For the last several years, Roman Catholic bishops in the US have pretty much taken marching orders from the Religious Right, which ironically is mostly Protestant evangelical and fundamentalist in nature. At least, that’s what I’ve been saying. And people have occasionally called me a fool for doing so. “The Protestants and Catholics hate each other!” I’ve been told. “The Protestants tried to derail John F. Kennedy’s campaign, claiming his election would put the Pope in the White House!”
It is true that Protestants and Catholics have been at odds since the Reformation, and even fought each other in Ireland through much of the 20th century. That the Catholic Church and the various Protestant sects are rivals, is incontrovertible.
Nevertheless, I have never doubted that the mostly-Protestant Religious Right and the Catholic bishops have been allied at least since the late 1990s — and finally some proof of this alliance has emerged. The New York Times reports on this now-overt alliance:
Citing the Rev. Dr. Martin Luther King Jr.’s call to civil disobedience, 145 evangelical, Roman Catholic and Orthodox Christian leaders have signed a declaration saying they will not cooperate with laws that they say could be used to compel their institutions to participate in abortions, or to bless or in any way recognize same-sex couples.
“We pledge to each other, and to our fellow believers, that no power on earth, be it cultural or political, will intimidate us into silence or acquiescence,” it says.
The manifesto, to be released on Friday at the National Press Club in Washington, is an effort to rejuvenate the political alliance of conservative Catholics and evangelicals that dominated the religious debate during the administration of President George W. Bush. The signers include nine Roman Catholic archbishops and the primate of the Orthodox Church in America. …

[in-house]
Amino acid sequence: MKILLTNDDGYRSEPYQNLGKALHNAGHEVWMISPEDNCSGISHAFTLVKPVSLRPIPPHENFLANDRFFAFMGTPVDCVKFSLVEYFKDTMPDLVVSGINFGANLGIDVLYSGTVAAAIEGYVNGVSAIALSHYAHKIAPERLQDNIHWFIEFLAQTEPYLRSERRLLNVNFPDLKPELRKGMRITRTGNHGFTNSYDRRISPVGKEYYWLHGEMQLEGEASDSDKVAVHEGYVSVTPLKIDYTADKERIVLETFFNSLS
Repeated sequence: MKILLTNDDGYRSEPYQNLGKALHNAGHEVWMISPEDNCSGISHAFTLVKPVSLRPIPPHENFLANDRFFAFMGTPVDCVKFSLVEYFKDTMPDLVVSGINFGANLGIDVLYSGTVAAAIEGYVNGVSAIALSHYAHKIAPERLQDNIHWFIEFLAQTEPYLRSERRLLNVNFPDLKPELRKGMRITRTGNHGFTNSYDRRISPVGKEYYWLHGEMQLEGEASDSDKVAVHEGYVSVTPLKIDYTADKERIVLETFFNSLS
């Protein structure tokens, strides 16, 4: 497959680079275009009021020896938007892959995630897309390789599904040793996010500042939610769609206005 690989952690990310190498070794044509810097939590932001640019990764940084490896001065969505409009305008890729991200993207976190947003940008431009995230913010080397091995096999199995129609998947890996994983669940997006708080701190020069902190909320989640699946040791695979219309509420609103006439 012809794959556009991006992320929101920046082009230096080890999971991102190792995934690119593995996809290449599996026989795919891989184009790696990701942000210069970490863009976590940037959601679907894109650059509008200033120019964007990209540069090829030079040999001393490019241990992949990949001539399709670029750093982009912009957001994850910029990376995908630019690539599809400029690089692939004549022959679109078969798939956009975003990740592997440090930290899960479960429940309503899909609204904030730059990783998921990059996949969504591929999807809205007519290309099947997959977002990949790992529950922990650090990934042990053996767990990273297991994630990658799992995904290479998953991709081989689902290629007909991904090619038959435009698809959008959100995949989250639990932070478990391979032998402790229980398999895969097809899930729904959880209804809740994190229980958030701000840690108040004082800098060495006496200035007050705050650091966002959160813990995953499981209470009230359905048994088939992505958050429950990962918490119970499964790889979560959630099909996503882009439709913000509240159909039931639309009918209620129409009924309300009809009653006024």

The document says, “We will not comply with any edict that purports to compel our institutions to participate in abortions, embryo-destructive research, assisted suicide and euthanasia, or any other antilife act; nor will we bend to any rule purporting to force us to bless immoral sexual partnerships, treat them as marriages or the equivalent.”
Of course, they’re tilting at windmills, because no one is currently talking about forcing any church or sect to marry gays if they don’t believe in allowing it. (In my home state of Connecticut, where gay marriage is allowed, the state Supreme Court stated clearly that this was not Constitutionally permissible.) There are also no efforts underway, and none even on the horizon, which would force (say) Catholic hospitals to perform abortions. There is also no plan to force euthanasia on anyone — anywhere — whether it be in a religious hospital or any other setting.
This document, then, and the alliance it enshrines, is based on a delusion.
That’s right, a delusion. Pure and simple.
At any rate, I’m not happy to report that my presumed alliance between the Catholic bishops and the Protestants of the Religious Right — along with the Orthodox Church, to boot — has finally been confirmed … but it is.Tags: catholic bishops, dominionism, euthanasia, evangelical, orthodox, orthodox church, pro-choice, pro-life, protestants, religious right, roman catholic church, theocracy